It’s been the start of hay making at the farm this week. We had a dry spell so the first field of grass has been cut.
Hay is what feeds animals during the winter-usually horses and sheep.
This week it was actually haylage which was made-a cross between hay and silage.
Silage is what cows eat in the winter. The grass is cut and put into bales straight away and then wrapped in film.
Haylage is cut during dry weather and then turned for at least five days, then baled and wrapped.
For hay, it would have to be completely dry-guaranteed and the grass has to completely dry out, turned for at least seven days and then baled but not wrapped.
Grass has holds a lot of moisture so, during dry weather, if it wasn’t turned on the ground, the top would be dry but the cut grass underneath would remain damp and could spoil the whole bale.
In terms of productivity, silage is the easiest to make because, due to our great British weather, the combination of rain and sun in this country sometimes meant you could get four cuts a year per field. If you think that you could get just under ten bales to an acre, that is the equivalent of 40 bales of silage each year from one acre of land compared with 20 of hay or haylage because it takes so much longer to make.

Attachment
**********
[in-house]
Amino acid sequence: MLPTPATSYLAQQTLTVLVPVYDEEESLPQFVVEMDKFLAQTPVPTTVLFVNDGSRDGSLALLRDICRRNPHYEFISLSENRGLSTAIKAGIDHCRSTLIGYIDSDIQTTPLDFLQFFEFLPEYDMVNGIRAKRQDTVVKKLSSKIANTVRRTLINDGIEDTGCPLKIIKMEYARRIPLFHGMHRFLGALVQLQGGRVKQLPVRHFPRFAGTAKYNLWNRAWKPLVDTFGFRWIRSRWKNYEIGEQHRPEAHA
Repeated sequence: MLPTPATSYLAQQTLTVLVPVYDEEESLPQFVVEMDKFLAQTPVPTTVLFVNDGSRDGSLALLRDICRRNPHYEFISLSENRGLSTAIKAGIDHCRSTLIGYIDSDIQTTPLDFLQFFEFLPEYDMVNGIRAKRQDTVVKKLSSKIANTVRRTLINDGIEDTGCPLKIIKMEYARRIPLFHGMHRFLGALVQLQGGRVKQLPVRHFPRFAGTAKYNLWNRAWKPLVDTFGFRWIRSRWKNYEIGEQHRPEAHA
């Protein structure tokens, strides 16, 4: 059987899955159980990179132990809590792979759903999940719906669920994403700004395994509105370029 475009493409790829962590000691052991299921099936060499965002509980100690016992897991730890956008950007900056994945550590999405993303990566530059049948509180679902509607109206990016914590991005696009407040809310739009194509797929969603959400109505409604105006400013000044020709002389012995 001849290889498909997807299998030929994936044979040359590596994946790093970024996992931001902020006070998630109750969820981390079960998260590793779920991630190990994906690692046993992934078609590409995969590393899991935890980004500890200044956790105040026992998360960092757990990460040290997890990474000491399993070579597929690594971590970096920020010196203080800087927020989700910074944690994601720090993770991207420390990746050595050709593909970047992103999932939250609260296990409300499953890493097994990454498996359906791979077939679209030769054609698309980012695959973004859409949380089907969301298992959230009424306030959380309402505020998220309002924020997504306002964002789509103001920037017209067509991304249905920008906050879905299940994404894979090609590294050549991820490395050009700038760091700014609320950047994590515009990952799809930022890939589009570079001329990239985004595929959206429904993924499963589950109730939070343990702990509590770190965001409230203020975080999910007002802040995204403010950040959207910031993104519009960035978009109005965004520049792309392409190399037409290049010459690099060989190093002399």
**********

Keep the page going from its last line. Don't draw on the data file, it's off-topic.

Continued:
It is very hard work and Husbter and his team have been working until late every day this week. I do enjoy going taking them snacks though and it was nice for the children to experience it. I also got to try out the four-wheel drive in my new car in the process (which I got told off about).
I do fear that as soon as Baby G can walk however, he will be helping.
This is our farming life.
*I am quite impressed with this post because at one time, I would have been asking Hubster 101 questions writing this. Almost ten years of being with my farmer however must have rubbed off as I only had to ask how many bales to the acre. Gold farmer’s wife star for me.